1. The form has made a distinction between the product and process patents. It requires a patentee to submit approximate value for manufacturing/ importing in India on the basis of the subject matter of the patent i.e. product and process. Where the subject matter is a process, approximate value accrued from the product(s) obtained directly by that process has to be provided. The fact that figures can be qualified as being approximate value will help to maintain confidentiality and not put the patent holders in a position where they are required to provide exact figures and be held responsible for not providing the exact information.
  2. The form addresses the often raised question i.e. formula for determining the value of each patent worked in case of bundle of patents. The new form provides where the value accrued from a particular patented invention cannot be derived separately from the value accrued from related patents, and all such patents are granted to the same patentee(s). In such cases, the value accrued from all such patents can be provided under product/ process category.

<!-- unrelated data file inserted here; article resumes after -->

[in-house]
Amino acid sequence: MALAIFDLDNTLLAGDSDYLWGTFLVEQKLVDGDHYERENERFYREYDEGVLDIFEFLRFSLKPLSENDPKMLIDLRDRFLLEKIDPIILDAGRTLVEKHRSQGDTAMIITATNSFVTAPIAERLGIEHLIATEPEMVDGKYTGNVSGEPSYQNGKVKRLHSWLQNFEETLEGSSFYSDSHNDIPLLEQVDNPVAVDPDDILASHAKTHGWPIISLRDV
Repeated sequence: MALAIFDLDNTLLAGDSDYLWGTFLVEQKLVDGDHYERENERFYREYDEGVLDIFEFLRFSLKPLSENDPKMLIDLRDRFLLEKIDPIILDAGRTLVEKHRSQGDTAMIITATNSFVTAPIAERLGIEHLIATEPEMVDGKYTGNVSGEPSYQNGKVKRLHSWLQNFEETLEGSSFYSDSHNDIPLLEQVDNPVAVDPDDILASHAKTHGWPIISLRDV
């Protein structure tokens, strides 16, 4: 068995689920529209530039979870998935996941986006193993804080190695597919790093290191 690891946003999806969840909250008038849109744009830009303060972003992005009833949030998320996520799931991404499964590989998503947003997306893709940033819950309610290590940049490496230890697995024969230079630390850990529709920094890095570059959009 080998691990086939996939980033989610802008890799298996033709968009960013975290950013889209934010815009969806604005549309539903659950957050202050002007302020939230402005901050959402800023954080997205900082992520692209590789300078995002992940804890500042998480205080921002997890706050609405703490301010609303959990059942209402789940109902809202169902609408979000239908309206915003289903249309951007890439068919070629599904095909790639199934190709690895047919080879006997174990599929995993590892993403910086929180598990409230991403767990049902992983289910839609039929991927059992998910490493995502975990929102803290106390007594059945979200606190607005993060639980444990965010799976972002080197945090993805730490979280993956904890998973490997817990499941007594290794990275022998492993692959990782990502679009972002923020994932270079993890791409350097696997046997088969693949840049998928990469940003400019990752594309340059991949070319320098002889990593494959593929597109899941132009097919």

Industry reaction

While, the industry has broadly welcomed the changes, the following concerns appear to have been voiced that have substance:

  1. In case a patent is being worked in India either through manufacture or import of products, its ‘value accrued’ has to be provided. The value accrued is a vague term and needs clarification as it could mean revenue or profit. Further, it is not clear whether the information provided by the patentee will be publicly available or remain confidential.
  2. Companies generally track particular product sales. The product in question may have multiple forms of intellectual property including a trademark, copyright, patent and a design. Thus strapping out the value of the patent from the total sales value of the product appears unrealistic and not feasible.
  1. The new form has taken into account the fact that from a bundle of patents, the value accrued for a particular patented invention cannot be derived separately. Thus, total value accrued from all such patents can be provided. However, it is not clear why a separate form for each patent is required.